How To Play The Guitar “Slash Chords”

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Today we’re going to talk about playing chords with notes other than the tonic in the bass – also known as “slash chords.” There is a very simple rule to understanding slash chords. The first note is the fundamental chord, after the slash is the bass note. So for instance, a D/F# is a D major chord with an F# in the bass.

The two most common methods of voicing a non-tonic slash chord use the 3rd or the 5th in the bass.

Here’s an example of a D/F#:


This chord is used by everyone from Brian May to your next-door neighbor, but a prime example would be Lynyrd Skynryd’s “Freebird.” Yeah, I said it. In many cases, I find myself skipping the open A string. Anyway, the most common way to fret the chord is by wrapping your thumb over the top of the neck to grab that F#, like this:


Now, here’s a D/A. Same bass note principle applies.


Do you hear how much more full the chord sounds when strummed? Notice how you can play an alternating bass bit? Here’s another way to play it (at the 7th fret), which gives extra emphasis to the 5th. I personally like playing from this position with this particular chord shape – it’s a great place to jump off.

D-A chord.jpg

Things start getting a little more complicated when we start talking about the 4th, 6th, and 7th etcetera in the bass, etc. Fortunately, I know the perfect song to help exemplify the concept – the intro and main verse riff of “Dear Prudence” by the Beatles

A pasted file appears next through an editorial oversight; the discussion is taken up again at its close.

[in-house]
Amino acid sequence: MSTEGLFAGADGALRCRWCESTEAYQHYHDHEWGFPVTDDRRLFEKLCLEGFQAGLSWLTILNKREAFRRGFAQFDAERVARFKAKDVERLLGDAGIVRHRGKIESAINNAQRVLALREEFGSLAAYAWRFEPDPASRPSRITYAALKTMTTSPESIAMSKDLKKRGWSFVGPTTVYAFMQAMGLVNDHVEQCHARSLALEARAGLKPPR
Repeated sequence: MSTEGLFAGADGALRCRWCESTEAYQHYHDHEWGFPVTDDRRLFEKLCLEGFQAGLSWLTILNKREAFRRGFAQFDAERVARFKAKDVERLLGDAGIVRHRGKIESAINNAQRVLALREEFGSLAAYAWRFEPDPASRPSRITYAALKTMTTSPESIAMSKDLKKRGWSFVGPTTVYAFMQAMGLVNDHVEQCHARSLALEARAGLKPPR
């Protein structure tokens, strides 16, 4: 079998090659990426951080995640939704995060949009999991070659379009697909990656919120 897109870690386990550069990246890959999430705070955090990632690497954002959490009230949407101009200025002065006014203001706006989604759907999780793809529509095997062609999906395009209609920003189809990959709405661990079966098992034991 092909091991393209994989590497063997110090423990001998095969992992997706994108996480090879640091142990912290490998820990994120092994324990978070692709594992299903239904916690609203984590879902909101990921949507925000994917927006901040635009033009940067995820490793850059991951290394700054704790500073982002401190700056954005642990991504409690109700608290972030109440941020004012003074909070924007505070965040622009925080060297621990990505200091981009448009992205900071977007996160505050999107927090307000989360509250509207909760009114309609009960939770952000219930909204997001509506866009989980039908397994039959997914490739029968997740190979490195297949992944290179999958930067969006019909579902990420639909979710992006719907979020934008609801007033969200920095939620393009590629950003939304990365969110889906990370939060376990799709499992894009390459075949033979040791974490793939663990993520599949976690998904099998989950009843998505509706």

(Note: The following tab and chords are in Drop D tuning – D-A-D-G-B-E).


Accordingly, let’s continue to look at relatively common sub-bass chords from the D position, and the second chord of “Dear Prudence”. Here’s what is technically a D7, but could also be a D/C:

D-C chord.jpg

The next chord is technically a Gmaj7/B but could also be considered a Bm add G:

Gmaj7-B chord.jpg

And to close out the lesson, here’s the last chord of the “Dear Prudence” riff, which, again, could be three different chords, A# aug6, Gm/maj7/A#, or D aug add4/A#.

Aaug6 chord.jpg

If you choose to omit the F#, it becomes a Gm/A#, which is a brilliant chord, by the way. As with everything guitar-related, feel absolutely free to mess around and experiment with these chords.


If learning songs on guitar is your goal, I recommend you to check out these courses:


How to play your favorite songs from the 60's & 70's on the guitar


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